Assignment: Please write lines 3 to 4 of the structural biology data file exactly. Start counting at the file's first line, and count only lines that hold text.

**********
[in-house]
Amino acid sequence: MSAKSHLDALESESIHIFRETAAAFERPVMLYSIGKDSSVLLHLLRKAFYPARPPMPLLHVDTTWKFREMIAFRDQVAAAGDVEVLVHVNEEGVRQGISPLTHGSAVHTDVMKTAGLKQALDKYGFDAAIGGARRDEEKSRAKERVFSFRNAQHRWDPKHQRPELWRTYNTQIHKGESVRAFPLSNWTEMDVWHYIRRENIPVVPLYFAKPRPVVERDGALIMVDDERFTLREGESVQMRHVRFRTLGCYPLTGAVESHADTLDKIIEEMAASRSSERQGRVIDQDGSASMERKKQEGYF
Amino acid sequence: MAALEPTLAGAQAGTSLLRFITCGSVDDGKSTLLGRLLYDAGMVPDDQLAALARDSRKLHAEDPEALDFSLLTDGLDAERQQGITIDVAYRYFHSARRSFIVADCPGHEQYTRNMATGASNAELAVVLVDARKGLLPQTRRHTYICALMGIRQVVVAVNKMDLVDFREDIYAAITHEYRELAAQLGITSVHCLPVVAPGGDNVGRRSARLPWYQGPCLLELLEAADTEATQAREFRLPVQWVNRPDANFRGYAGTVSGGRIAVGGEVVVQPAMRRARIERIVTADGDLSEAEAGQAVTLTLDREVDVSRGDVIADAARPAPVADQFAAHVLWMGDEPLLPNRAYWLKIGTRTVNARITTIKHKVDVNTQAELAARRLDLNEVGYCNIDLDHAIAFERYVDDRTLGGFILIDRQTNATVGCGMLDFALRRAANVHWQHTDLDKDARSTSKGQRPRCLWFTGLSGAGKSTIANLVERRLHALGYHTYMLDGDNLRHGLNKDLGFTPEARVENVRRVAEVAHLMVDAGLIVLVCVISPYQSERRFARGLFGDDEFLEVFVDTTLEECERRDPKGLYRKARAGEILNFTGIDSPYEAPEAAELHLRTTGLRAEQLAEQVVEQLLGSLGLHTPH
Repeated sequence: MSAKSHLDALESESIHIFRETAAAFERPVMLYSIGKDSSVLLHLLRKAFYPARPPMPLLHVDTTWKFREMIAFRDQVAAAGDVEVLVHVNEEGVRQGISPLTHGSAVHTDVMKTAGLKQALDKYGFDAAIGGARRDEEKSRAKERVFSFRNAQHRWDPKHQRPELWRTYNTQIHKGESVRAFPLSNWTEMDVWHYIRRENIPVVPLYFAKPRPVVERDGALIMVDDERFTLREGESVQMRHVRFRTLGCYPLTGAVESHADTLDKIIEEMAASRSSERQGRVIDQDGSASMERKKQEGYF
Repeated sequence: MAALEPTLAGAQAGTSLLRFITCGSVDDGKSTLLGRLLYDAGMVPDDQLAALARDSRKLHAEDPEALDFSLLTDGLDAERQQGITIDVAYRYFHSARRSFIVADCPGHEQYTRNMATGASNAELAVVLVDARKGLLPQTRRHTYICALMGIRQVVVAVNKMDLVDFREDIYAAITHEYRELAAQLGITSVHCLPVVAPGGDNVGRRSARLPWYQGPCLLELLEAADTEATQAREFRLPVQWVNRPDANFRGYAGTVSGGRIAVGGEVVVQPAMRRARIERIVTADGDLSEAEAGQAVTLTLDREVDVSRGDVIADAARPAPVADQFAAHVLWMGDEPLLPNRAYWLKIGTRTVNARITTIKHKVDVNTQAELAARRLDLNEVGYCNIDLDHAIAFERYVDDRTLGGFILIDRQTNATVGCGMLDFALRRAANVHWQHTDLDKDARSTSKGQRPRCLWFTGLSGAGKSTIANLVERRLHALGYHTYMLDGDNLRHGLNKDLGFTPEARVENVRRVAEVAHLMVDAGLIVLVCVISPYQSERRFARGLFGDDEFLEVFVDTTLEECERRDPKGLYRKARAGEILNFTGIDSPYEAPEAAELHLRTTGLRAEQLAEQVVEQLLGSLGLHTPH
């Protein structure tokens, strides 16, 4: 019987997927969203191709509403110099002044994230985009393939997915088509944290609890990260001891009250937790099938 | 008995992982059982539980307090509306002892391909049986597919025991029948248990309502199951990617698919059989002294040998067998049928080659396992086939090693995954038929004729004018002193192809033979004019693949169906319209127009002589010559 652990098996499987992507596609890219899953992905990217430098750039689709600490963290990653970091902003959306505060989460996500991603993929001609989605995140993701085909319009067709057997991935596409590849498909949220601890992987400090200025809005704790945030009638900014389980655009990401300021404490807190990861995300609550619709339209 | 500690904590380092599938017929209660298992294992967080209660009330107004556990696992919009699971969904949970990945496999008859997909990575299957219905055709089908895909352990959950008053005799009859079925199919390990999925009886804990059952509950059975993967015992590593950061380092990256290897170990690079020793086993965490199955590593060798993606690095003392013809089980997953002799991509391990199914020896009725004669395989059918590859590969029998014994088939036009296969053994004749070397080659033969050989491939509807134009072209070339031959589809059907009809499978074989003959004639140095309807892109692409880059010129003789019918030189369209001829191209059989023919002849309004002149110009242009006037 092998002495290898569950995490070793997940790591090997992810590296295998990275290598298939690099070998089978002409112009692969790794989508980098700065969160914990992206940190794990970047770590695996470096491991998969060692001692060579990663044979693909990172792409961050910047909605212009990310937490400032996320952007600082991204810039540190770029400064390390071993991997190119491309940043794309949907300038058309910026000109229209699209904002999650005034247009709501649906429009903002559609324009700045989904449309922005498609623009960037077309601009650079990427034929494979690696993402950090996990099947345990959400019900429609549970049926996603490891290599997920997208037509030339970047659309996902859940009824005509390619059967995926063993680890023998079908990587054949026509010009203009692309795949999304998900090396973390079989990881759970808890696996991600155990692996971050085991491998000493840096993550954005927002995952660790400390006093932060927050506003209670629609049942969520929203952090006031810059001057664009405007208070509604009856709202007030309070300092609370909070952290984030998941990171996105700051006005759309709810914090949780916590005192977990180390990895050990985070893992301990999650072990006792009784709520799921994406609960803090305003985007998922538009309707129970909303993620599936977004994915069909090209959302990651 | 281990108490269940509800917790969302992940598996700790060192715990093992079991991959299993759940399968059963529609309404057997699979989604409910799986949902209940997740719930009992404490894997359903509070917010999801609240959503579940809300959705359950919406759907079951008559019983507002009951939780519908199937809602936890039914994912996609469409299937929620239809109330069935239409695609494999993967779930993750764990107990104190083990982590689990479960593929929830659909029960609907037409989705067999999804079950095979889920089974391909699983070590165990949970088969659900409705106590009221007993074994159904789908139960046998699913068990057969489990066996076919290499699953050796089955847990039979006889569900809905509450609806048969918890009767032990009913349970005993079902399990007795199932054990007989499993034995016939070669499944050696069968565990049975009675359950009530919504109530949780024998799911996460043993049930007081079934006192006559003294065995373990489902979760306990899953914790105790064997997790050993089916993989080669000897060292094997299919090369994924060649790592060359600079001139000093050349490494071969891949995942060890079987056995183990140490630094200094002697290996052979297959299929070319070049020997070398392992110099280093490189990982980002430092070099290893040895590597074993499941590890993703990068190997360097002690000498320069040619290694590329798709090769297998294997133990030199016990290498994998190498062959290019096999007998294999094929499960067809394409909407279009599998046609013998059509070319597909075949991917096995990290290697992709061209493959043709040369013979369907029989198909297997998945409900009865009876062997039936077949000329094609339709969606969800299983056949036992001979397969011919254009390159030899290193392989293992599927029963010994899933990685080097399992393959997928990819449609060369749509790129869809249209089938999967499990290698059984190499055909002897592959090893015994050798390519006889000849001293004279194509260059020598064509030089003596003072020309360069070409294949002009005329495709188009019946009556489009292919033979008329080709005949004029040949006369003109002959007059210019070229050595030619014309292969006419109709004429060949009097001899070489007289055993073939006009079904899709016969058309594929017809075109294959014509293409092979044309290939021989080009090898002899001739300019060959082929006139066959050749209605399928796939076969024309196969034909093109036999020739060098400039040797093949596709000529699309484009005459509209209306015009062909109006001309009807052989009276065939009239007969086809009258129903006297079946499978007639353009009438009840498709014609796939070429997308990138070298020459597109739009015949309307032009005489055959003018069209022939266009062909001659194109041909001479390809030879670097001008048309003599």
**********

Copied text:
Amino acid sequence: MAALEPTLAGAQAGTSLLRFITCGSVDDGKSTLLGRLLYDAGMVPDDQLAALARDSRKLHAEDPEALDFSLLTDGLDAERQQGITIDVAYRYFHSARRSFIVADCPGHEQYTRNMATGASNAELAVVLVDARKGLLPQTRRHTYICALMGIRQVVVAVNKMDLVDFREDIYAAITHEYRELAAQLGITSVHCLPVVAPGGDNVGRRSARLPWYQGPCLLELLEAADTEATQAREFRLPVQWVNRPDANFRGYAGTVSGGRIAVGGEVVVQPAMRRARIERIVTADGDLSEAEAGQAVTLTLDREVDVSRGDVIADAARPAPVADQFAAHVLWMGDEPLLPNRAYWLKIGTRTVNARITTIKHKVDVNTQAELAARRLDLNEVGYCNIDLDHAIAFERYVDDRTLGGFILIDRQTNATVGCGMLDFALRRAANVHWQHTDLDKDARSTSKGQRPRCLWFTGLSGAGKSTIANLVERRLHALGYHTYMLDGDNLRHGLNKDLGFTPEARVENVRRVAEVAHLMVDAGLIVLVCVISPYQSERRFARGLFGDDEFLEVFVDTTLEECERRDPKGLYRKARAGEILNFTGIDSPYEAPEAAELHLRTTGLRAEQLAEQVVEQLLGSLGLHTPH
Repeated sequence: MSAKSHLDALESESIHIFRETAAAFERPVMLYSIGKDSSVLLHLLRKAFYPARPPMPLLHVDTTWKFREMIAFRDQVAAAGDVEVLVHVNEEGVRQGISPLTHGSAVHTDVMKTAGLKQALDKYGFDAAIGGARRDEEKSRAKERVFSFRNAQHRWDPKHQRPELWRTYNTQIHKGESVRAFPLSNWTEMDVWHYIRRENIPVVPLYFAKPRPVVERDGALIMVDDERFTLREGESVQMRHVRFRTLGCYPLTGAVESHADTLDKIIEEMAASRSSERQGRVIDQDGSASMERKKQEGYF